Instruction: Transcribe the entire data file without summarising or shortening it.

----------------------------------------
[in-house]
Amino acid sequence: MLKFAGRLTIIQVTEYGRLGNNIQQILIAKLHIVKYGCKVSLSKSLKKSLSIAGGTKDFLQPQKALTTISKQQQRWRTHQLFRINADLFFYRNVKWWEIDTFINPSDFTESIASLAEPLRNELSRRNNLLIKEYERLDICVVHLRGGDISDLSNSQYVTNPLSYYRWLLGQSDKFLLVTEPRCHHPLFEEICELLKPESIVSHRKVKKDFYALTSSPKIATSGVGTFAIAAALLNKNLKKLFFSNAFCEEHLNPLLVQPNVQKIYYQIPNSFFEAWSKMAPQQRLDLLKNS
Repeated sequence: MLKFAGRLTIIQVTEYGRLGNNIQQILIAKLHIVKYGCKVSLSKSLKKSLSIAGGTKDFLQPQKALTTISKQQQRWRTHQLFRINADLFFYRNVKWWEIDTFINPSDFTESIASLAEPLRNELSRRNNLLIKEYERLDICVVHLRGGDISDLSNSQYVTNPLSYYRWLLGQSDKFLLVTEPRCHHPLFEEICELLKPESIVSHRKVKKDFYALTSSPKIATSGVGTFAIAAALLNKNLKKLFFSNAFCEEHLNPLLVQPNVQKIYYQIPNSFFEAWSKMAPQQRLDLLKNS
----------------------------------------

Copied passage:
[in-house]
Amino acid sequence: MLKFAGRLTIIQVTEYGRLGNNIQQILIAKLHIVKYGCKVSLSKSLKKSLSIAGGTKDFLQPQKALTTISKQQQRWRTHQLFRINADLFFYRNVKWWEIDTFINPSDFTESIASLAEPLRNELSRRNNLLIKEYERLDICVVHLRGGDISDLSNSQYVTNPLSYYRWLLGQSDKFLLVTEPRCHHPLFEEICELLKPESIVSHRKVKKDFYALTSSPKIATSGVGTFAIAAALLNKNLKKLFFSNAFCEEHLNPLLVQPNVQKIYYQIPNSFFEAWSKMAPQQRLDLLKNS
Repeated sequence: MLKFAGRLTIIQVTEYGRLGNNIQQILIAKLHIVKYGCKVSLSKSLKKSLSIAGGTKDFLQPQKALTTISKQQQRWRTHQLFRINADLFFYRNVKWWEIDTFINPSDFTESIASLAEPLRNELSRRNNLLIKEYERLDICVVHLRGGDISDLSNSQYVTNPLSYYRWLLGQSDKFLLVTEPRCHHPLFEEICELLKPESIVSHRKVKKDFYALTSSPKIATSGVGTFAIAAALLNKNLKKLFFSNAFCEEHLNPLLVQPNVQKIYYQIPNSFFEAWSKMAPQQRLDLLKNS